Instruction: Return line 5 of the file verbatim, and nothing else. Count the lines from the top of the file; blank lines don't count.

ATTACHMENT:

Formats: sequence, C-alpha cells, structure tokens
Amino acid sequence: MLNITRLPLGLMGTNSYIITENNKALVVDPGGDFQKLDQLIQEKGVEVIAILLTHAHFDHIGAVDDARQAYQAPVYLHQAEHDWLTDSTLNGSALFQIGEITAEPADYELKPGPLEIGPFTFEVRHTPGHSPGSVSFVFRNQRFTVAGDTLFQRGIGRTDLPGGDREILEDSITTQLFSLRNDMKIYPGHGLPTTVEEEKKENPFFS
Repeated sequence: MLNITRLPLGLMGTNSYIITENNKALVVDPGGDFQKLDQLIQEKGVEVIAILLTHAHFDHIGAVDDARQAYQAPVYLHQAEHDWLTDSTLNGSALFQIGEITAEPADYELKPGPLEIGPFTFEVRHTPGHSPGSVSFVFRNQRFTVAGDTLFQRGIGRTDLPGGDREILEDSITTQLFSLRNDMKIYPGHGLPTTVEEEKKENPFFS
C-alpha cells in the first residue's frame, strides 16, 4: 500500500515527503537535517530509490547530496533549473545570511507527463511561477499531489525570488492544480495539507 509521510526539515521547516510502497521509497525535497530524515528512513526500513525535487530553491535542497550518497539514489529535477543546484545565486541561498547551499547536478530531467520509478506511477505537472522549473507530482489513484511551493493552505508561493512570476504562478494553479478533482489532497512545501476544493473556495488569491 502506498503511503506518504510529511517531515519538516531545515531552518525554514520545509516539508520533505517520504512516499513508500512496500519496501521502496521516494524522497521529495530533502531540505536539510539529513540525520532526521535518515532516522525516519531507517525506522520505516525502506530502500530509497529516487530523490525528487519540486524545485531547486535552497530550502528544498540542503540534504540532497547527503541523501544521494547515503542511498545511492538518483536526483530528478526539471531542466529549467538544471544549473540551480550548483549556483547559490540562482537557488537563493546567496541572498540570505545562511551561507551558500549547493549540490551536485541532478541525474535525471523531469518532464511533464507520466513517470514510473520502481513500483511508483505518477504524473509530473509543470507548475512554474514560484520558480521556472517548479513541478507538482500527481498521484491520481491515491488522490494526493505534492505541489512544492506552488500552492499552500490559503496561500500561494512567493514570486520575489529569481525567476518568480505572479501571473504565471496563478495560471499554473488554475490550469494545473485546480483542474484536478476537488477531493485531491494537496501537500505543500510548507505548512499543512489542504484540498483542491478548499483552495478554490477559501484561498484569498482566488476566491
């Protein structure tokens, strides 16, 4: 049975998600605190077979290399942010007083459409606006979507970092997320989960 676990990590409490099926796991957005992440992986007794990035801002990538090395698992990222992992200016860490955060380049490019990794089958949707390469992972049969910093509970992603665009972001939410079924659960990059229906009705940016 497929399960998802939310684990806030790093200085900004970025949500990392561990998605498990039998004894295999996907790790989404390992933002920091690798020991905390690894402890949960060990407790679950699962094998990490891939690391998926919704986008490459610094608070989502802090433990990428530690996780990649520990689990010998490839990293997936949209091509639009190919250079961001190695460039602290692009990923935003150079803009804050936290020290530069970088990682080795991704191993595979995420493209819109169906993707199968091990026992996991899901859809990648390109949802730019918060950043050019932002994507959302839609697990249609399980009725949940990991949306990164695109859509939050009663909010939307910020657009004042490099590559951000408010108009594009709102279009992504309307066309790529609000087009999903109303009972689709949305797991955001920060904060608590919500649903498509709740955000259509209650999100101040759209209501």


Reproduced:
């Protein structure tokens, strides 16, 4: 049975998600605190077979290399942010007083459409606006979507970092997320989960 676990990590409490099926796991957005992440992986007794990035801002990538090395698992990222992992200016860490955060380049490019990794089958949707390469992972049969910093509970992603665009972001939410079924659960990059229906009705940016 497929399960998802939310684990806030790093200085900004970025949500990392561990998605498990039998004894295999996907790790989404390992933002920091690798020991905390690894402890949960060990407790679950699962094998990490891939690391998926919704986008490459610094608070989502802090433990990428530690996780990649520990689990010998490839990293997936949209091509639009190919250079961001190695460039602290692009990923935003150079803009804050936290020290530069970088990682080795991704191993595979995420493209819109169906993707199968091990026992996991899901859809990648390109949802730019918060950043050019932002994507959302839609697990249609399980009725949940990991949306990164695109859509939050009663909010939307910020657009004042490099590559951000408010108009594009709102279009992504309307066309790529609000087009999903109303009972689709949305797991955001920060904060608590919500649903498509709740955000259509209650999100101040759209209501």